Weighing in at a staggering 23 tracks, Drunk is rabbit hole of sun-drenched jazz, funk, hip-hop, soul and sometimes even rock. Drunk is the sonic exploration of the capabilities of an artist utterly in love with his influences, simultaneously paying homage to the greats of the genres that inspired him while creating something fun, fresh and truly unique in his symbiosis and combination of these styles.


6) The National – Sleep Well Beast

Sleep Well Beast is a masterclass in the power of contrast in an album. Offering an enigmatic sense of light and shade through the opposing use of slow, calm and thoughtful moments to anthemic, clamorous and boisterous cuts that come often one-after-the-other on the album’s track list. The result is an experience that keeps you hanging on each second of the track at hand, anticipating the next lull or surge in energy.


5) St. Vincent – Masseduction

Masseduction feels like an exercise in restraint for St. Vincent. Often at moments far from the exuberance and energy of previous releases, this latest release has an air of reflection to it; matching its lyrical content with poignant, paced and considered musicianship. But that’s not to say Masseduction is free from the lively, energetic cuts that we’ve come to expect from the jazz-guitarist-come-pop icon at all!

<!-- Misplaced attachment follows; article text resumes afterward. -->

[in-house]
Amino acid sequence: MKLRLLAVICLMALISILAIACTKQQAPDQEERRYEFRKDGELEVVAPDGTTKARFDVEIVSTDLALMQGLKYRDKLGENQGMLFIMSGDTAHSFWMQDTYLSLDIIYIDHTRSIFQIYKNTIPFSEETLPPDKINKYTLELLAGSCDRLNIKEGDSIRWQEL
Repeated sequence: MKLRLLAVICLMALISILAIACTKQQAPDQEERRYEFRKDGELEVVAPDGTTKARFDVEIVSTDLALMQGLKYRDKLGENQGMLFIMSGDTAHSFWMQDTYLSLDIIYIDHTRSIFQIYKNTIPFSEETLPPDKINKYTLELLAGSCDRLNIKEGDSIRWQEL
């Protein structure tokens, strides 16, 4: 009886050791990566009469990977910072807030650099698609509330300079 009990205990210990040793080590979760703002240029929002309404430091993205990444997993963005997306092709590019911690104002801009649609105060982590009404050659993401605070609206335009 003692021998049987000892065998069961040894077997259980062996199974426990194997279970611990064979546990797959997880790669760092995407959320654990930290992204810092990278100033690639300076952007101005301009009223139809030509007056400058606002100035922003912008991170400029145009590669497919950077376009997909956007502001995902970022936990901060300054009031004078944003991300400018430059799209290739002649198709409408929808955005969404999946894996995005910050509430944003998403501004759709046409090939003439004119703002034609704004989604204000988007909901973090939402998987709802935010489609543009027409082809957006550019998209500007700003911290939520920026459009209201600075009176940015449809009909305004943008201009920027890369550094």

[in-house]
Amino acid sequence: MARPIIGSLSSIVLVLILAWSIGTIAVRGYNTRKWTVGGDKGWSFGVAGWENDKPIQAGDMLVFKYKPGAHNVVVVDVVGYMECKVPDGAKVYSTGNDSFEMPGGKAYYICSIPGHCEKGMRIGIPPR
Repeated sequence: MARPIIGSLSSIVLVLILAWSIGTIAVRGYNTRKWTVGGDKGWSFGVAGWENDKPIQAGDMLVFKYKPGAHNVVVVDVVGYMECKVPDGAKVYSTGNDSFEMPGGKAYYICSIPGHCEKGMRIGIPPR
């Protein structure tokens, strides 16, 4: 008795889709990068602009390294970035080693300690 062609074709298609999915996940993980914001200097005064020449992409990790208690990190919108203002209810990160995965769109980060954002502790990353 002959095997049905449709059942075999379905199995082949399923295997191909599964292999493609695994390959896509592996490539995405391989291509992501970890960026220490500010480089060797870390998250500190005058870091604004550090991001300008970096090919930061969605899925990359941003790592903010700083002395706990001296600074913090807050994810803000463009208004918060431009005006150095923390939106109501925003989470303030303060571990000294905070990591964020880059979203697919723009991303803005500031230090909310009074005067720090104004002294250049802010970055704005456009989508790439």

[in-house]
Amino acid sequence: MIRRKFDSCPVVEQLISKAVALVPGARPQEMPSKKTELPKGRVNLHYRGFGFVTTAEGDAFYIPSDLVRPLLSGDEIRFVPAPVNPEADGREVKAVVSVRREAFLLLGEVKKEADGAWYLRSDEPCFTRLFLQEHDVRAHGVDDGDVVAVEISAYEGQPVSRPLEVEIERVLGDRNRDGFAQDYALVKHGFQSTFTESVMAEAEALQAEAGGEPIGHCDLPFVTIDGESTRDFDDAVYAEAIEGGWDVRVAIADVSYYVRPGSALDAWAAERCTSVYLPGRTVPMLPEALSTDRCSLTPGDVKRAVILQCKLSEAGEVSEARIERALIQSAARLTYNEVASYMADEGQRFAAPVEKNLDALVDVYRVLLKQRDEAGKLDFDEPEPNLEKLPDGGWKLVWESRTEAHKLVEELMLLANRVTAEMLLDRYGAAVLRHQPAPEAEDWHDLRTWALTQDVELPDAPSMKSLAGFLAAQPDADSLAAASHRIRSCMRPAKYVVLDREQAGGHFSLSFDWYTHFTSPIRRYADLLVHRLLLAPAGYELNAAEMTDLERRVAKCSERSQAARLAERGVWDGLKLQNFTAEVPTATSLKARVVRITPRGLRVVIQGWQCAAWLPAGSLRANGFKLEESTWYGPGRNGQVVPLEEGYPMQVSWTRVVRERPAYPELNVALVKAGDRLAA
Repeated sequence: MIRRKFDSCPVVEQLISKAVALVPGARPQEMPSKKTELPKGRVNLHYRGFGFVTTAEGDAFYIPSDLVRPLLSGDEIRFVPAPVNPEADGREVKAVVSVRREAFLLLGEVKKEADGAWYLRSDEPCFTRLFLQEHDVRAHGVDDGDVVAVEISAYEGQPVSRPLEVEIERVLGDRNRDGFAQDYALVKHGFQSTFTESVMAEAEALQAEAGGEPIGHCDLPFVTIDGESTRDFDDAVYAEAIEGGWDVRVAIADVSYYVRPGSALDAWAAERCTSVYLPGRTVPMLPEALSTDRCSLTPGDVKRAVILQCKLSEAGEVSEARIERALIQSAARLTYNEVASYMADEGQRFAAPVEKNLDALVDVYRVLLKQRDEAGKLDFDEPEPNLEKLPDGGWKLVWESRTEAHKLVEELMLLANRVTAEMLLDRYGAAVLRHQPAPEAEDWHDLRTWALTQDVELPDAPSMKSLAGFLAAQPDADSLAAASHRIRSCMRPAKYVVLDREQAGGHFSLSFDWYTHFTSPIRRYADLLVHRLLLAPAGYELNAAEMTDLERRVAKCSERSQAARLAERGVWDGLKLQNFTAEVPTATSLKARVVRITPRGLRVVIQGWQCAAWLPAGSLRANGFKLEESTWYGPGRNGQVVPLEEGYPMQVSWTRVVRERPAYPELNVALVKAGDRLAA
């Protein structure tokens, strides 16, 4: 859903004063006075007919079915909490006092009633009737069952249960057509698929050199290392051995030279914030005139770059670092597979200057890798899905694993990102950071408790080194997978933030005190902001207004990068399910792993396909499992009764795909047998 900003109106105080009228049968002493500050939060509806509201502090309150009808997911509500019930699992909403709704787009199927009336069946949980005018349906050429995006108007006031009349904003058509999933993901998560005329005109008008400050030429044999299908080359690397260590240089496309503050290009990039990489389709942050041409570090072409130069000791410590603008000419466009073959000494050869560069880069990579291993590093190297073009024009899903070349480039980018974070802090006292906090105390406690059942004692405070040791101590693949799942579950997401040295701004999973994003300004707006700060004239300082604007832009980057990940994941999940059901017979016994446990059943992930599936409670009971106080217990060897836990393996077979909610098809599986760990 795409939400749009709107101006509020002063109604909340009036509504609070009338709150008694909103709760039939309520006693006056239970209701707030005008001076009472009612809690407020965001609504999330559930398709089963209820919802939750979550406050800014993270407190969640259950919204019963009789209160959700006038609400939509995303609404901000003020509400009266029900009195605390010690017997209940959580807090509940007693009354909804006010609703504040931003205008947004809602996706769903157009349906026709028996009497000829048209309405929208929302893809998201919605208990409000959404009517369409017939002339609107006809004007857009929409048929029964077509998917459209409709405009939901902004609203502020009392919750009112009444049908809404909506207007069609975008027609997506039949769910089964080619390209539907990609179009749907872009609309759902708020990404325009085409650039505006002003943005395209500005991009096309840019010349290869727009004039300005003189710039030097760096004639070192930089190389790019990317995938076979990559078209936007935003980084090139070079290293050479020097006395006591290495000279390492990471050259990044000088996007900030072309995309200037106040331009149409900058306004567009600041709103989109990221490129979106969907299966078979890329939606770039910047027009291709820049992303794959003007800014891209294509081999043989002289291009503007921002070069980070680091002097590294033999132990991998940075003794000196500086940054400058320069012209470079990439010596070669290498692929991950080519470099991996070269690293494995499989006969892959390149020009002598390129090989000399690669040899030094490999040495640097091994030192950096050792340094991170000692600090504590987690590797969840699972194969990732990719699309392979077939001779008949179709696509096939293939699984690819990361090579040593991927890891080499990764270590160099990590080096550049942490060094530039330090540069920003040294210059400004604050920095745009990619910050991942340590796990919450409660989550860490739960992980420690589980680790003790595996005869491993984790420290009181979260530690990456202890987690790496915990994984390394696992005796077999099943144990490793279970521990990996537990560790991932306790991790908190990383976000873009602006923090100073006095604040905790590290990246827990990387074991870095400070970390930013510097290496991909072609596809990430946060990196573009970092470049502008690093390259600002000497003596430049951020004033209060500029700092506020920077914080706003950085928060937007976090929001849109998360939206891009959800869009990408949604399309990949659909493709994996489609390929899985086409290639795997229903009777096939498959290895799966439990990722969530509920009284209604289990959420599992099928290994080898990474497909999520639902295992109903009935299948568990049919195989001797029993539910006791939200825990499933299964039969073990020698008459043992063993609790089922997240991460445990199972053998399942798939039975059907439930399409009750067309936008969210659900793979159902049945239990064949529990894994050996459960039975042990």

4) Laura Marling – Semper Femina

Determined on overthrowing conventional portrayals of women, the sixth studio album from Laura Marling is penned as a concept album of femininity, and a poised exploration of womanhood. In Semper Femina, Marling builds on a style showcased throughout her discography and creates a career-spanning crescendo of witty lyricism and gorgeous folk musicianship.


3) Father John Misty – Pure Comedy

Laden with melancholic feeling, Pure Comedy questions everything from the true value of entertainment, capitalism and materialism while simultaneously offering comfort to listeners with lush, densely layered songs that feel Bowie-esque in place. Pure Comedy - an opus offering, a complex musical-deep dive into modern existence.


2) Kendrick Lamar - Damn